“Heaven and earth will pass away, but my words will not pass away.” (Mk 13: 31)
Which “heaven” will “pass away”? The sky we see above us. It’s not the “no heaven” that John Lennon called us to “imagine,” with “above us, only sky,” no. In fact this sky, this earth, along with the words of John Lennon, will pass away. “But according to his (the Lord’s) promise,” as St. Peter explains, “we wait for new heavens and a new earth in which righteousness dwells.” (2 Pet 3: 13) All this will pass, to be fully made over and made “new” by our One Creator, by His life-creating Word.
Let me also be made “new” this morning, once again, by the ever-life-creating words of our Lord, which will not pass away. I need not be dragged down by merely-human words and imaginings, either those in my head or those comi...
“You are the light of the world. A city set on a hill cannot be hid. Nor do men light a lamp and put it under a bushel, but on a stand, and it gives light to all in the house. Let your light so shine before men, that they may see your good works and give glory to your Father who is in heaven.” (Mt 5: 14-16)
This passage is read on the feast of the Three Holy Hierarchs, Sts. Basil the Great, Gregory the Theologian, and John Chrysostom, celebrated today (NC). They “let” the “light of the world,” Christ (Jn 8: 12), “so shine” through them, that it lit up the lives of all who encountered them.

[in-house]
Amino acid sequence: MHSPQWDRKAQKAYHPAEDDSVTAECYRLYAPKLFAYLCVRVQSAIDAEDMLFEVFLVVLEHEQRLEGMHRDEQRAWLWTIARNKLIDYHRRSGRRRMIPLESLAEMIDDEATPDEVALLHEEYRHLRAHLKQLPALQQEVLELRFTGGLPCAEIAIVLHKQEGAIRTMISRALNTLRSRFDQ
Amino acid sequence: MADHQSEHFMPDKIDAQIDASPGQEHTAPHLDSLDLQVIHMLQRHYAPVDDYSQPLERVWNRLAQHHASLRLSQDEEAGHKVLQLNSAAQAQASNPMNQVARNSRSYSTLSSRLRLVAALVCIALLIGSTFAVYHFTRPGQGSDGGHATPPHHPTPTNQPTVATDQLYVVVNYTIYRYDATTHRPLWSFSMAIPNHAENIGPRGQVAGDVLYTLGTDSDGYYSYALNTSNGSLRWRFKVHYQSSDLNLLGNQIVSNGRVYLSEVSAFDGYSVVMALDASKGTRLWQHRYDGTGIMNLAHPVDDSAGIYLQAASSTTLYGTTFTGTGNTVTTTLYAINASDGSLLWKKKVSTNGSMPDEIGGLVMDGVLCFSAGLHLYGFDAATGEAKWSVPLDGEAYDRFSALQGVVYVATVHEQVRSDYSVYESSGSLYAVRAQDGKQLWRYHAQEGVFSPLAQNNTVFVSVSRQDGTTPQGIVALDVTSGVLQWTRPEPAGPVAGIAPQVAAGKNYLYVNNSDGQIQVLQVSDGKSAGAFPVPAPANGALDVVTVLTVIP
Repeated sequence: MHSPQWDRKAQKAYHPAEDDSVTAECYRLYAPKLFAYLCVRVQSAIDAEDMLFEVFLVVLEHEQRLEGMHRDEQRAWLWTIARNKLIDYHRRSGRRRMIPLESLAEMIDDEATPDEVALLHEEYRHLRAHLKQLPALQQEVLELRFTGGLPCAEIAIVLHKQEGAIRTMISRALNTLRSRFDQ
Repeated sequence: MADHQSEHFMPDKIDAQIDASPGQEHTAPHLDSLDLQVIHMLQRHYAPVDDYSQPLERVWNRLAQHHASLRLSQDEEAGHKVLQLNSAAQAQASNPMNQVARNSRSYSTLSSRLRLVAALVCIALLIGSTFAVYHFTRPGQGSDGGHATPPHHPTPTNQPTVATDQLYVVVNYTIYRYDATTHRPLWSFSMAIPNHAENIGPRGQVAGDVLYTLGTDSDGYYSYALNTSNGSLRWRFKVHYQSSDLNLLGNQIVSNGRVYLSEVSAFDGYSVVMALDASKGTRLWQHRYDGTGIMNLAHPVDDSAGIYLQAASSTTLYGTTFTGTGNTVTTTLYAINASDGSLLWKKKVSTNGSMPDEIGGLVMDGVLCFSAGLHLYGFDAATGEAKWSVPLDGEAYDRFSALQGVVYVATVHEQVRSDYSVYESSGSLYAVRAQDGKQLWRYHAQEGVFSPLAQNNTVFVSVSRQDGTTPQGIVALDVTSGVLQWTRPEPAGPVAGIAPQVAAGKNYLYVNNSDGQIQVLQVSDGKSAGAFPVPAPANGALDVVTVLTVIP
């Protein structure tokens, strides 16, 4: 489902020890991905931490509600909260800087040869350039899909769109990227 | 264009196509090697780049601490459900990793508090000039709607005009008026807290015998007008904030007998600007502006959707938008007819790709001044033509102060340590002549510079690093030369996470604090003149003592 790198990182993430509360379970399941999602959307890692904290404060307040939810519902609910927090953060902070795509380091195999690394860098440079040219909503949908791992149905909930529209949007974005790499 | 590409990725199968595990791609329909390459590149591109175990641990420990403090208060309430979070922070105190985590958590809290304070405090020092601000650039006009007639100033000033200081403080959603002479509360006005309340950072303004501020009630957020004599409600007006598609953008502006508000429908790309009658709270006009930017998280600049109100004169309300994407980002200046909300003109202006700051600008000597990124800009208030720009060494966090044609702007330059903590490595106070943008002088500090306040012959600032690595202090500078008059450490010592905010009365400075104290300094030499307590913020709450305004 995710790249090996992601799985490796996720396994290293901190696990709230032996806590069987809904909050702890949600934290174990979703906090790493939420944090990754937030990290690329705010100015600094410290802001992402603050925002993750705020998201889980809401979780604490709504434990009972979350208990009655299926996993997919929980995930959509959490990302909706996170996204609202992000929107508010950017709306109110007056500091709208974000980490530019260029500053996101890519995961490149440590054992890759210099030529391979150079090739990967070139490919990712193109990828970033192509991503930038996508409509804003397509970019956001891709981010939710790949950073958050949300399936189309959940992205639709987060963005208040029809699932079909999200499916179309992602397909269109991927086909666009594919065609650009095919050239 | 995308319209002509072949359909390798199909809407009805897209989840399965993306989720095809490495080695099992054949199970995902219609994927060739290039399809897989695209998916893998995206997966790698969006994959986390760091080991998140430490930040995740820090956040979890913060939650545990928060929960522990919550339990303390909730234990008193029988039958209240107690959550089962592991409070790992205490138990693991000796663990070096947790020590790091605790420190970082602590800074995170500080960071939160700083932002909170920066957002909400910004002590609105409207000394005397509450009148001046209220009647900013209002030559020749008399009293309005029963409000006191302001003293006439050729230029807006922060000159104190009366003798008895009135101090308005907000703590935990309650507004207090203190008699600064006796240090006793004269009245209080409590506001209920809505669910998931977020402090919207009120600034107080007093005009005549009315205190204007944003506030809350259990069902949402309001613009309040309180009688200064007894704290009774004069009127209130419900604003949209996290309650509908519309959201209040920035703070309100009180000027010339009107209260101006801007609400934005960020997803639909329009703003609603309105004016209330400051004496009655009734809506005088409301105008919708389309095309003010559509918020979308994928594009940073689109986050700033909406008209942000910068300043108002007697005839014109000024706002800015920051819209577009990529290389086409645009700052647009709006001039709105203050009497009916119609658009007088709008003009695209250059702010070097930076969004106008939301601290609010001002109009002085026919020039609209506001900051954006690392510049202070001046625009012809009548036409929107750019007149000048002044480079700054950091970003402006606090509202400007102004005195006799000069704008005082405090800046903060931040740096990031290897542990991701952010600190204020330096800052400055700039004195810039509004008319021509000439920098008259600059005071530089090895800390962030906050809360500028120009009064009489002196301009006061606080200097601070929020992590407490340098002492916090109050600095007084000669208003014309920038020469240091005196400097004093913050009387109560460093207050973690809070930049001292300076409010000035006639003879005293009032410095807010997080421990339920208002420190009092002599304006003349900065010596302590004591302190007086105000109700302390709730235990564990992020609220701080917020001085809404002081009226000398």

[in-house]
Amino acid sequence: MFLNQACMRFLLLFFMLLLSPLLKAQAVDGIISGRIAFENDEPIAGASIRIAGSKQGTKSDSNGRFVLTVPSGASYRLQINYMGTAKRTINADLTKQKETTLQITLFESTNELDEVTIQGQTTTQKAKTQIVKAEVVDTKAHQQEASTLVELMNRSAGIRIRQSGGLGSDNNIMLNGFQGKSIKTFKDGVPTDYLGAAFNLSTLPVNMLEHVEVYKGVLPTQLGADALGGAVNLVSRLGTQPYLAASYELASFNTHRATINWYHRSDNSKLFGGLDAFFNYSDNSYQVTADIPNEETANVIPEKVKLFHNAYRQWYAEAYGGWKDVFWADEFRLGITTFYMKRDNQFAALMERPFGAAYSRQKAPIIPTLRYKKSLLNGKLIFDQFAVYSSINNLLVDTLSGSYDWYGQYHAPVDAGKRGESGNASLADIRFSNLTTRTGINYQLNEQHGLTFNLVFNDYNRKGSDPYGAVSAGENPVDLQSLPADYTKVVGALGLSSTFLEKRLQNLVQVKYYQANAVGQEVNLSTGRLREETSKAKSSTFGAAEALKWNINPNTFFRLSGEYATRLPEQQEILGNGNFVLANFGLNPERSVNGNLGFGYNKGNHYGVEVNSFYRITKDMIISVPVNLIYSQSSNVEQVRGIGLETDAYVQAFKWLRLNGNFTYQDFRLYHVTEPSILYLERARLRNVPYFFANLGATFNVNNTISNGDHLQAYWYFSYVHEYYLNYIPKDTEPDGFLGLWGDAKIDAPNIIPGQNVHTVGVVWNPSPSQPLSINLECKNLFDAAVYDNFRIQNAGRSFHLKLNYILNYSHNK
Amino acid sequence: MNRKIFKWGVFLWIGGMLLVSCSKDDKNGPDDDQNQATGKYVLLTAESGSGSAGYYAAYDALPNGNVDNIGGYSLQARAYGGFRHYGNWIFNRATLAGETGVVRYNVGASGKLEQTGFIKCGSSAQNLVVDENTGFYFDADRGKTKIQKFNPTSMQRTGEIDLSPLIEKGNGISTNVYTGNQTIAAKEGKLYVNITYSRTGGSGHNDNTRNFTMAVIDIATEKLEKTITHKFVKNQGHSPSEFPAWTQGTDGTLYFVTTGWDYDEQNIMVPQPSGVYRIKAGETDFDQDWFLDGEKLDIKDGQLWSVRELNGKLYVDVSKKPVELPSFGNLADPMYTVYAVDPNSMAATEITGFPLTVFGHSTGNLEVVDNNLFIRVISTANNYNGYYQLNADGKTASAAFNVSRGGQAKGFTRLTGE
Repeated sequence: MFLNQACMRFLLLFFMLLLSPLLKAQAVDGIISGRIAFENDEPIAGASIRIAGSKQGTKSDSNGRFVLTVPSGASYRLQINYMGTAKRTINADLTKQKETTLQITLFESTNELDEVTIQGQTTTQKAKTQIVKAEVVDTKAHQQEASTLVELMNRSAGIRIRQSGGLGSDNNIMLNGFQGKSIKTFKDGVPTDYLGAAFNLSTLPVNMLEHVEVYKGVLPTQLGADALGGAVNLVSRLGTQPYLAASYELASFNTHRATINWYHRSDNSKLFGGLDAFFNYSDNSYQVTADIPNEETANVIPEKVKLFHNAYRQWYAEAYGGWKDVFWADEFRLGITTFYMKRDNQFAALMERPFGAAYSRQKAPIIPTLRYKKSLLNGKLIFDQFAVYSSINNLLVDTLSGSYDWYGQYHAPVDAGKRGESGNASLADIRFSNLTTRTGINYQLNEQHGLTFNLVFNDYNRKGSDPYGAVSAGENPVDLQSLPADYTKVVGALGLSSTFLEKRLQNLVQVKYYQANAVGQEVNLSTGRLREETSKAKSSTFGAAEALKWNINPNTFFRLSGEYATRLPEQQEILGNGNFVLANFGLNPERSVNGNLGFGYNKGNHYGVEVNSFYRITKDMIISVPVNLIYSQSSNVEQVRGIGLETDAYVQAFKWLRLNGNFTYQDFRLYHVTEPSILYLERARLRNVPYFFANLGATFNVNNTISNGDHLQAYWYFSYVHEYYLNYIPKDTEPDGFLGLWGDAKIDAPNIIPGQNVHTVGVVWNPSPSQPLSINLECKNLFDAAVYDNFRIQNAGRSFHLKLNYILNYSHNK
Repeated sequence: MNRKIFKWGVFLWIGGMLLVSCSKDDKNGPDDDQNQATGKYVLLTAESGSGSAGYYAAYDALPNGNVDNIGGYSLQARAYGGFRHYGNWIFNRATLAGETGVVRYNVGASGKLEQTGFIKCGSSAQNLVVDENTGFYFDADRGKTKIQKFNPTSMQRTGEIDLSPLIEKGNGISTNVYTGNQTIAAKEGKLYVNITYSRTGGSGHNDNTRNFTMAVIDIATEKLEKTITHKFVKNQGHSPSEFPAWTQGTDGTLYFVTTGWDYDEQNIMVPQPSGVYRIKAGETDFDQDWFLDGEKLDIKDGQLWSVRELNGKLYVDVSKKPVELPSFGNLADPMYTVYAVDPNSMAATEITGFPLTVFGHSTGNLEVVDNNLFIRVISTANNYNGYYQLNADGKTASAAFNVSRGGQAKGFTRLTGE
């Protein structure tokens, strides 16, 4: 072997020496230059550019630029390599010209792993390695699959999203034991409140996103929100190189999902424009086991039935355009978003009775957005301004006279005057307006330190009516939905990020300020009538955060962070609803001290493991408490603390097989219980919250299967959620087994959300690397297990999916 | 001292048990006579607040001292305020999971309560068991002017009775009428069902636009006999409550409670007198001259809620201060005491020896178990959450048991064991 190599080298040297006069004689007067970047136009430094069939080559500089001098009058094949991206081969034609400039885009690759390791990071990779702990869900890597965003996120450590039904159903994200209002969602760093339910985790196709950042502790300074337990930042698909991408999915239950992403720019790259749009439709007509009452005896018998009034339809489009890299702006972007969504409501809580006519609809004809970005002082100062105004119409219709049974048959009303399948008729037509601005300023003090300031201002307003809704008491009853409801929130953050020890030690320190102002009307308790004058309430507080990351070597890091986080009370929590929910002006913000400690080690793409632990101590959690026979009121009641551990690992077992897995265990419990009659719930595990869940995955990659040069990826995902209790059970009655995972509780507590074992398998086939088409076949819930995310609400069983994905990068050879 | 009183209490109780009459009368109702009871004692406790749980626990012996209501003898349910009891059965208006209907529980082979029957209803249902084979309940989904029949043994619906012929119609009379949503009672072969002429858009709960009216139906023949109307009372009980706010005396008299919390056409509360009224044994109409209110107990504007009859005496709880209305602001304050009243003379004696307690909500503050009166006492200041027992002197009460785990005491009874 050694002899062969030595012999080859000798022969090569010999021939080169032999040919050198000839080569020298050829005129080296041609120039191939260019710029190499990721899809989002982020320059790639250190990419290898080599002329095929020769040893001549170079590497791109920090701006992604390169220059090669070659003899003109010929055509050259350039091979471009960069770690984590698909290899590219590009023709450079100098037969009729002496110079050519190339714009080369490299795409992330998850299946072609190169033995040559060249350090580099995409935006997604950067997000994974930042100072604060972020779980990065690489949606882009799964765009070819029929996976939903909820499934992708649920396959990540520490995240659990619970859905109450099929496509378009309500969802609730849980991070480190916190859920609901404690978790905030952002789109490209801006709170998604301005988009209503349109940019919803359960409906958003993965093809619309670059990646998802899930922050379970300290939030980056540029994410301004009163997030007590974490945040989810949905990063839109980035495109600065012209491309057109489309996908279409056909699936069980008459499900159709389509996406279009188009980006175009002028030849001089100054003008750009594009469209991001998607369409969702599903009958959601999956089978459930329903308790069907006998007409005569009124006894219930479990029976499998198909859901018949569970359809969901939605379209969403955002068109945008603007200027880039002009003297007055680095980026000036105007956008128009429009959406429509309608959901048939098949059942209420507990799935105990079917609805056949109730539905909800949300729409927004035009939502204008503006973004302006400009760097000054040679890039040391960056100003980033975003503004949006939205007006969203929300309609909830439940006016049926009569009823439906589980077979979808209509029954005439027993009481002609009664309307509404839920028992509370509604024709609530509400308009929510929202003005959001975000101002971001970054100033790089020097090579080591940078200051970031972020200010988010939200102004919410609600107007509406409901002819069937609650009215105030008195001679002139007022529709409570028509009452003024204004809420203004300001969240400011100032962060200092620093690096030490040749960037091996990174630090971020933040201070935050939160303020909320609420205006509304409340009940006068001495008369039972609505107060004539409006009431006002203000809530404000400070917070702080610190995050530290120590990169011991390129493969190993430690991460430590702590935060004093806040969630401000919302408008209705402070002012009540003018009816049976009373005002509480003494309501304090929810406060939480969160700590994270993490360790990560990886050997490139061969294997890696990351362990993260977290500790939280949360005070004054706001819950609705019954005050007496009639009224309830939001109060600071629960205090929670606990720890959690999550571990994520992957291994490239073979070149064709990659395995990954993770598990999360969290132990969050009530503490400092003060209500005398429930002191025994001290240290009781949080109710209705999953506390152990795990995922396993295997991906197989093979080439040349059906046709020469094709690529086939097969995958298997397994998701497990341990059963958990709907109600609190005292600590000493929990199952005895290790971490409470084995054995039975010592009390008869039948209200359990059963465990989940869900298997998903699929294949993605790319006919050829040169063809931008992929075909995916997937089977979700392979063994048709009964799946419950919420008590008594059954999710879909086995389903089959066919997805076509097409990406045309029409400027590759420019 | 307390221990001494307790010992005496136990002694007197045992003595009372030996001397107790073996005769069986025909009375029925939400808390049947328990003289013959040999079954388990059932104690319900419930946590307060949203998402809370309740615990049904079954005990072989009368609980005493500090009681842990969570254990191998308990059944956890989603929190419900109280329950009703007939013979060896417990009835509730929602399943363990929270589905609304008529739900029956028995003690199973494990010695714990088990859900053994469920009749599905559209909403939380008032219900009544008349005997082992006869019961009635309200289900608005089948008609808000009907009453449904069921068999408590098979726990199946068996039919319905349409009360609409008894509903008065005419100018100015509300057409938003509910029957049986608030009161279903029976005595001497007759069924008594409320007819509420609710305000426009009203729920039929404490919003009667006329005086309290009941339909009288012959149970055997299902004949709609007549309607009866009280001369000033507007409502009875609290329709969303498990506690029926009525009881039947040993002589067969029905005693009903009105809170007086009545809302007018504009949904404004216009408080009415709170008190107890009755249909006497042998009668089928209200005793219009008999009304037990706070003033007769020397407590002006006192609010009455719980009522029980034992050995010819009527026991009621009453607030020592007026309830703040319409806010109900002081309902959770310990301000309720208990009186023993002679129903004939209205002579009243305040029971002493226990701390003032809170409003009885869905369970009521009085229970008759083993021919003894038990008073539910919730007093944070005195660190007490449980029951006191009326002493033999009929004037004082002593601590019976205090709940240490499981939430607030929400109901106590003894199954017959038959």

When I choose to “let” Christ light up my life, connecting with Him in my heart, I can also be of service to others, shining love onto hatred, forgiveness onto wrong, harmony onto discord, hope onto despai...
“Again Jesus spoke to them, saying, ‘I am the light of the world; he who follows me will not walk in darkness, but will have the light of life.’” (Jn 8: 12)
How many times have I heard these words, and they just passed over me? But this morning, while it’s still dark outside and a group of drunks is singing and laughing outside my windows in the center of Vienna, I just came across this passage and it’s almost overwhelming. It’s “killing me softly,” if that doesn’t sound too cheesy. (Sorry to those of you who will now have Roberta Flack’s voice in your heads).
What does it mean, to “have the light of life”? It means walking and talking and reacting to things in God-reliance, rather than burdensome self-reliance. It means breathing the fresh air of the Lord’s presence, in the sense of belongi...
“Again Jesus spoke to them, saying, ‘I am the light of the world; he who follows me will not walk in darkness, but will have the light of life (τὸ φῶς τῆς ζωῆς).’” (Jn 8: 12)
What is “light”? In physical terms it is that which enables us to see. In theological terms it is God Himself, whose presence enables me to see things as they are, rather than how I wish or imagine them to be.
Let me not walk in darkness today, because I don’t have to. “God is the Lord and has revealed Himself to us.” (Ps 117: 27) Blessed is He Who comes, and blessed are we who receive Him, and choose to walk in His light and lightness.